“I want my son back now, but I want the Israeli government to make a good deal for all the people of Israel, not only for me,” he said.

His comments are a reflection of the emotionally charged debate in Israel around the fate of the hostages as the war in Gaza enters its fifth month. At least 30 of the roughly 136 remaining hostages captured Oct. 7 are believed to be dead, according to an Israeli intelligence assessment. As hostages’ families mount more aggressive protests to demand that Israel secure their release, a rift has deepened among Israelis about the cost the country is willing to absorb to have the remaining captives brought home.

Mr. Mor said that Israel should not agree to any deal with Hamas that would involve the exchange of hostages for Palestinian prisoners he sees as dangerous, such as those convicted of involvement in attacks that killed Israelis. During a weeklong cease-fire in November, about 100 hostages were exchanged for 240 Palestinians held in Israel, most of whom were young and had not been convicted of crimes.

Hamas delivered a plan this week to Qatari and Egyptian mediators that called for Israel to withdraw from Gaza, abide by a long-term cease-fire and exchange hostages for Palestinians detained in Israel. Mr. Netanyahu dismissed the Hamas offer as “ludicrous” on Wednesday and signaled that Israel would keep fighting in Gaza, saying that victory was “within reach.”

Mr. Mor said that he and other members of Forum Tikva were willing to accept that their loved ones would remain captive longer if Israel did not make a deal soon.

“Like any other son who went to war, my son knows he might not come back,” Mr. Mor said. “But he’s doing that to save the nation of Israel.”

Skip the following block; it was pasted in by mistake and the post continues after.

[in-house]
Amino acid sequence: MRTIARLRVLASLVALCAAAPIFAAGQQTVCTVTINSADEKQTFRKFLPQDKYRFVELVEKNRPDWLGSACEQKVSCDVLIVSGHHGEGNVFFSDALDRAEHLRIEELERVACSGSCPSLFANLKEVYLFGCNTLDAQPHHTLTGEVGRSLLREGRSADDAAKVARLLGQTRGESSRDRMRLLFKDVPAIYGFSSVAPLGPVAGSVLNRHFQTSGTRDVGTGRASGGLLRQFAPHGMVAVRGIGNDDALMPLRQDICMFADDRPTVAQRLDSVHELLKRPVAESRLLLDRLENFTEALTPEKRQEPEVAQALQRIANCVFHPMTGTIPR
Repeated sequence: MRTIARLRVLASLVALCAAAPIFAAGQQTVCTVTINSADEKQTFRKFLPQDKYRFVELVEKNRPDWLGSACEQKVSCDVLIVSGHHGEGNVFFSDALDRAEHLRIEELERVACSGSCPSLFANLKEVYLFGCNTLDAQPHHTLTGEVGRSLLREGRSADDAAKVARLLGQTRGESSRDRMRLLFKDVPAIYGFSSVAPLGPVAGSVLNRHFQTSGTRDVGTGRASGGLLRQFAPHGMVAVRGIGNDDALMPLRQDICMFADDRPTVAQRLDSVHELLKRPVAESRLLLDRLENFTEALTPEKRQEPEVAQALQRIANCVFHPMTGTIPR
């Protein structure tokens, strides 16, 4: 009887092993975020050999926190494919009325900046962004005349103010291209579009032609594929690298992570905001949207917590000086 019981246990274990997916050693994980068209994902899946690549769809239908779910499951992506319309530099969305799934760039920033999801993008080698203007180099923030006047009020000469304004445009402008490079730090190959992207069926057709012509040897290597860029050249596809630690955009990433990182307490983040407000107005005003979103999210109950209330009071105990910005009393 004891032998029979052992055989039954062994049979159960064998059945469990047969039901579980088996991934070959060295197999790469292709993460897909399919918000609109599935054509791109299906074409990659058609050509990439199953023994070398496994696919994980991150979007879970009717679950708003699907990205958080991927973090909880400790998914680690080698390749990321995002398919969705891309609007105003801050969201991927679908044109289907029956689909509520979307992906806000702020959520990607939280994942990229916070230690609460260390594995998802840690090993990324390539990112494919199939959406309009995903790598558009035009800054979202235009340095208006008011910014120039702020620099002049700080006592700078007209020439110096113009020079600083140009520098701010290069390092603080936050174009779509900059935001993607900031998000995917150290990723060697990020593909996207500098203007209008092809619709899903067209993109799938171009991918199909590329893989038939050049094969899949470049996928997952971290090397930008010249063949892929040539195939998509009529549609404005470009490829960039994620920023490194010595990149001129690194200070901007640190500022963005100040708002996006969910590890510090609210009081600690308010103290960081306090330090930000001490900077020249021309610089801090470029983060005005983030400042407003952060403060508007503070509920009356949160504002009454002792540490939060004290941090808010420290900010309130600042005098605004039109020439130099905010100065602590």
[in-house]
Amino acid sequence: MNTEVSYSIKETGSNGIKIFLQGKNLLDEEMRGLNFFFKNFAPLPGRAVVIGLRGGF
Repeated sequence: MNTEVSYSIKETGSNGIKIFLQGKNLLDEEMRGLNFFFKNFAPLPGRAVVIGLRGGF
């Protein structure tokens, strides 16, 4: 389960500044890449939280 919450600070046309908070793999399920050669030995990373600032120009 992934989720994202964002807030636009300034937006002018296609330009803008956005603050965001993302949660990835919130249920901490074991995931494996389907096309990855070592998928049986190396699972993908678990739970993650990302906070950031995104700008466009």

Those views echo those of some senior members of Mr. Netanyahu’s governing coalition, mostly from the far right. Officially, Forum Tikva says it has no political affiliation. Its director of strategy, Eitan Zeliger, said the group opposed protests intended to put pressure on the government to expedite the release of hostages.

Mr. Netanyahu has said that protests demanding the hostages’ immediate release only strengthen Hamas. A spokeswoman for the Hostages and Missing Persons Families Forum, Liat Bell Sommer, said there was “no time to delay” in making a deal.

“Releasing terrorist prisoners may be painful, but abandoning hostages is worse,” Ms. Sommer said.

Mr. Zeliger said that protesters were “talking emotionally” and not with Israel’s broader security interests in mind.

“We want all the hostages, alive or dead, to come back home as soon as possible,” Mr. Zeliger said. “But not if that incontestably undermines the security of other Israelis.”

Israel is severely restricting aid deliveries in northern Gaza, the U.N. says.

Israel has severely restricted humanitarian groups from delivering aid to northern Gaza, denying access to more than half of the planned aid missions to the region last month and delaying others to the point where missions had to be aborted, a United Nations official said on Wednesday.

Andrea De Domenico, the leader of the U.N. Office for the Coordination of Humanitarian Aid in the Occupied Palestinian Territory, described layers of challenges in coordinating with Israeli officials that, he said, begin long before aid trucks set off toward the north. The region faced heavy bombardment and was entirely cut off for several weeks, exacerbating an already dire humanitarian crisis.

In January, according to a report from the U.N. office, 34 of the 61 missions planned to areas north of Wadi Gaza — a strip of wetlands that curves across the Gaza Strip — were denied access by Israeli officials. During negotiations with Israeli authorities, Mr. De Domenico said in an interview, securing access to deliver fuel to hospitals was a “constant fight” and missions aimed to alleviate a dire lack of clean water and sanitation facilities were “rejected even before being considered.”

On other missions, Israeli authorities have “imposed reductions on the volume of assistance, such as the quantity of food,” according to the report.